Last night, Climate Case Ireland hosted an online panel discussion titled “Establishing Constitutional Environmental Rights in Ireland” including guest speakers David Boyd (UN Special Rapporteur on human rights and the environment), activism expert Ailbhe Smyth and researcher in Environmental Justice in Columbia, Carlos Olaya. This talk inspired me to pick up a few key points in this post. The whole talk can be viewed online here:
In recent years, Ireland has managed to modernise her constitution through progressive referenda, such as the (same-sex) marriage referendum in 2015 or the 2018 referendum that sought to repeal the 8th amendment which prohibited termination of pregnancy under any circumstance. Climate Case Ireland -which is the effort of Friends of the Irish Environment (FIE) to take the Irish Government to the Supreme Court for failing to take adequate action on climate change. The case was heard over four days in January 2019, which was a spectacle I am very proud to have attended. The case was lost initially, but then appealed, and in the end – won! – by Climate Case Ireland, and by us, the Irish people as part of our protection-deserving environment.
The idea behind this online discussion – so Emer Slattery (FIE), who presented the webinar – stems from the admission by the Chief Justice to “an unenumerated right to a healthy environment being consistent with the dignity and wellbeing of the citizens at large.”
A right to a healthy environment was almost admitted by the Court, so what is the next step? I shan’t attempt to answer, these guys did a much better job at that. I particularly loved the philosophical aspects of the discussion:
Ailbhe Smyth mentioned, that the right to a healthy environment protects the elements of the environment, when in a constitution, states interpret it as healthy resources for humans, but shouldn’t they also manifest the right to a healthy environment for ecosystems? Hence, should a constitution consider “natures right to protection” rather than the “citizens right to a healthy environment”.
David Boyd writes in his article “The constitutional Right to a Healthy Environment”, that Environmental rights and responsibilities have been a cornerstone of indigenous legal systems for millennia. Some time along our way through christianisation, industrialisation and modernisation we degraded our ancestors wisdom and reformed our legal systems disregarding the ground we stand on. It took us til the 1960ies for the first written suggestion that there should be a human right to a healthy environment. Now more than 90 national constitutions include environmental rights.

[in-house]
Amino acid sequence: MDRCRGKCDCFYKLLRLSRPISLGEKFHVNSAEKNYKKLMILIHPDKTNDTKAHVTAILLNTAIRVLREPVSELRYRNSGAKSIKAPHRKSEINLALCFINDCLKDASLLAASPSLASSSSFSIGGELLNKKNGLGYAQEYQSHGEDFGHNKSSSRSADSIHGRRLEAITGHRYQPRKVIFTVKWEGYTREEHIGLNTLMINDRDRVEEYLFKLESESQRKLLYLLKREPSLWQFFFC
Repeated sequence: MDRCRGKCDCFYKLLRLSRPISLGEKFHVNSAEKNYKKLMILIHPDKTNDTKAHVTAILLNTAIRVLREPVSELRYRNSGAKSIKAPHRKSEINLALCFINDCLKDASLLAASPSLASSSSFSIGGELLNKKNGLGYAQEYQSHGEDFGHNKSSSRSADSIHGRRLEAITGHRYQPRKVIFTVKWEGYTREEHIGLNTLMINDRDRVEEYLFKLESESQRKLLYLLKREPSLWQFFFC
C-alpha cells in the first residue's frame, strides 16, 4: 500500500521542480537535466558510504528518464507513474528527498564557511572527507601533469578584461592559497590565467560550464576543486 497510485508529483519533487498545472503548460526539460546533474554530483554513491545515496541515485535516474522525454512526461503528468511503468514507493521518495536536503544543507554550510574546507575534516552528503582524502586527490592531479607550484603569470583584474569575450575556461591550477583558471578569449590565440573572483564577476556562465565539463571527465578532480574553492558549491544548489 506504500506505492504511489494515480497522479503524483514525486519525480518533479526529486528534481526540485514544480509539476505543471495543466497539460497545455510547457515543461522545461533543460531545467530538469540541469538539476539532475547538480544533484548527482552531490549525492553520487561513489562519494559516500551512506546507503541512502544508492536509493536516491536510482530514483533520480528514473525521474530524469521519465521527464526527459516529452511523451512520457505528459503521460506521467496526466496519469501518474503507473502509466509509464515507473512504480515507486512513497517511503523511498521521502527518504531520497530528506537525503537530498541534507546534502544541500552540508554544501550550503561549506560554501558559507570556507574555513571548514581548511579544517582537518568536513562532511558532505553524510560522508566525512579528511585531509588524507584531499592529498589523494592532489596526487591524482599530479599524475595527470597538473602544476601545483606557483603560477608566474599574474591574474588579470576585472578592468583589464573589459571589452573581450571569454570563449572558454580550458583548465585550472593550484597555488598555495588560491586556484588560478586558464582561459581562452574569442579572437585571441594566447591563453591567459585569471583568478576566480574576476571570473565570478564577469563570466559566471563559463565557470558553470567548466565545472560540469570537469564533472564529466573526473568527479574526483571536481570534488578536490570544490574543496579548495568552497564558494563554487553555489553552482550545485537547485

A commenter mentioned in the webinar chat, that the Brehon law (the native Irish legal law which applied prior to the adoption of common law in Ireland in the 17th century) included considerations for environmental protection. Naturally, I had to look this up, and it is indeed fascinating stuff:
The Brehons (or brithem) were the successors to Celtic druids and their role was to preserve and interpret the law, kind of like an arbitrator. As courts.ie article “Remembering the Past” states, “In many respects, Brehon law was quite progressive. It recognised divorce and equal rights between the genders and also showed concern for the environment.”
Mistreating trees for example, under Brehon law led to penalties similar to those for mistreating humans. The early Irish relationship with trees, as described in the law, was not just utilitarian, but deeply spiritual and tied to the people’s identity.
Below you can see some of the penalties for harming or killing trees under Brehon Law:
|CLASS AND NAME||PLANTS||PENALTIES FOR HARMING A TREE||ADDITIONAL FINE FOR KILLING A TREE (AURBE)|
|1. Nobles of the Wood|
Scots pine (ochtach)
|5 séts (=2.5 milk cows)||Not mentioned in the law|
|2. Commoners of the Wood|
Wild cherry (idath)
Spindle tree (féorus)
|1 milk cow||5 séts|
|3. Lower Divisions of the Wood||Whitebeam (findcholl)|
Juniper (crann fir)
|1 yearling heifer||5 séts|
|4. Bushes of the Wood|
Wild rose (spin)
|1 sheep||1 yearling heifer|
So, you better not run around killing elders or apple trees, or you end up paying the bitter price of 5 séts (units) aka 2.5 milk cows – ouch!
As Tina R. Fields wrote it so beautifully in her article “Trees in Early Irish Law and Lore: Respect for Other-Than-Human Life in Europe’s History”: “Brehon Law provides an example from European history that illustrates traditional ecological knowledge (TEK) and animistic relationships with the more-than-human world of nature.”
In the end, while I dread policies and politics, what I take from this talk is that we should be taking ownership of our constitution and that we need to figure out a way how we can become connected to nature not in just a superficial latte-in-a-bamboo-cup-kinda way, but in true connectivity, in synch with our ecosystems and with a deep respect and understanding of our dependence on it.